Posts Tagged Storage
Tape is Dead, Not!
The combination of tape and flash will yield much better performance and substantially lower cost than spinning disk. This statement will prove true for long-term data retention use cases storing large data objects. The implications of this forecast are: 1) Tape is relevant in this age of Big Data; 2) Certain tape markets may actually show growth again; 3) Spinning disk is getting squeezed from the top by flash and from below by a disk/tape mashup we call “flape.”
Spinning Disk: Slow and Getting Slower
NetApp is a company with a rich history, a culture of innovation and is a firm that has consistently proved the naysayers wrong. Still, NetApp is under fire again, including for many some strange reasons:
- The company rocketed out of the recession in 2010 and 2011 and hasn’t been able to sustain its incredible market share gains and growth momentum
- The company has too much cash – nearly $7B
- NetApp is not currently perceived by some on Wall Street as a company positioned for the future.
Last month, we continued our series of infographics by taking a look at the differences in large data centers as well as the current and future size of cloud computing. While cloud computing is on what appears to be an unstoppable growth path, with Amazon’s services alone expected to grow to $2.54 billion in revenue by 2014, the outlook remains fragile. With high profile security hacks at Sony, RSA and Lockheed Martin; and Amazon’s prolonged outage, many CIOs remain reticent to push too fast on the cloud for fear of damaging company reputations and compromising customer privacy. Indeed, while the majority of IT organizations within Wikibon report moving toward the cloud, a large proportion (37%) either have no clear cloud computing strategy or still believe cloud is a meaningless buzzword.
As a follow up to research from last year (The Value of the VMware Integration Journey), Wikibon recently ran a survey of our community to collect user experiences and preferences for storage integration with VMware. We were thrilled with the support from the community and the quality and depth of the responses that we received. The primary method of gathering results was through a direct email to the Wikibon community. In addition, I’d like to thank VMware, Dell, NetApp, HP, EMC and others for sharing the survey through various social channels.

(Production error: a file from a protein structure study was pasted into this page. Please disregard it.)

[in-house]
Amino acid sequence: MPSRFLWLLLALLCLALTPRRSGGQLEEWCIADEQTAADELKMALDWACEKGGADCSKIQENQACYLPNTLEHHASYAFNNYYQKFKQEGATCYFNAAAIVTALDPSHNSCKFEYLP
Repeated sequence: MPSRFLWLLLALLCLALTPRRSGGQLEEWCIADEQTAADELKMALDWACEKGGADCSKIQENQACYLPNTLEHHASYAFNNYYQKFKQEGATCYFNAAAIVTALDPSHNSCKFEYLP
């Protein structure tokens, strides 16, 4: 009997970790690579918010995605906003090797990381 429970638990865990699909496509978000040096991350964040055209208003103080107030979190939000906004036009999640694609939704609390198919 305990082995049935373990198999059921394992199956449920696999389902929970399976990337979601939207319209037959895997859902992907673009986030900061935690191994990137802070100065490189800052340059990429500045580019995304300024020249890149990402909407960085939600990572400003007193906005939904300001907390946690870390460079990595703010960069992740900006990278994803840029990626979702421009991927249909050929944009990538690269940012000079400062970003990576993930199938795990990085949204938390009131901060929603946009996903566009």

When it was known more commonly as “product technical support” a decade ago, most IT customers (and their suppliers) focused on a handful of key issues: Is the coverage 24×7? Does it cover me in multiple geographies? How long is the warranty on various devices, and what does the maintenance contract look like when the warranty is done? Important questions in an historically low-profile part of IT.
As we move towards a new world of converged infrastructure, cloud services and Big Data, the old technical support paradigm is being replaced by something known more broadly as “customer care.” It’s a euphemism, but it also describes a sea-change in the role of support services. The contrast between the old days and 2011 is striking:
My name is Stuart Miniman – you can call me Stu – and I am a new Principal Research Contributor here at Wikibon. I have worked in high-tech my entire career. Most recently, ten years at EMC, focused on storage networking and virtualization technologies. See my LinkedIn profile for more on my background.
The Wikibon community prides itself on its research. Our community’s primary goal has been in helping technology professionals solve business problems through a sharing of IT advisory knowledge. We do this through regular Peer Incites, case studies, and community research.
I’m getting pumped up for next week’s Wikibon Peer Incite (Tues 3/23 @ 12 noon EST). One of our guests is Omer Perra. Omer used to be the CIO of Aetna International and Joseph E Seagram. He, David Floyer and I have been doing some research these past few months with CIO’s, application heads and infrastructure leaders. We conducted some pretty in-depth interviews with these constituents along with Exchange and Oracle practitioners.
We had three goals:
- To understand how these constituents were making infrastructure decisions (i.e. what are the business drivers and objectives they are trying to meet).
How Google, Microsoft and Oracle are Driving Competition in the Storage Industry
What you Need to Know
There is a competitive battle brewing in the on-premise storage business and it’s not between EMC/NetApp or EMC/IBM. It’s stemming from a move by independent software vendors specifically Microsoft and Oracle, to bundle more storage function into their application stacks, push storage function closer to the host and commoditize the storage hardware layer. The move to integrate storage function into the application stack is real and in some cases can add substantial value to organizations. But there is a price to pay and IT executives need to understand the strategies and implications for long term success. Underpinning these trends is Google’s decade long march toward simplification and cloud services; which is not only driving software vendors like Microsoft crazy; it’s also causing them to drive down perceived costs wherever possible and grab as much value in their stacks as they can.
Here’s the bottom line. IT execs have three choices: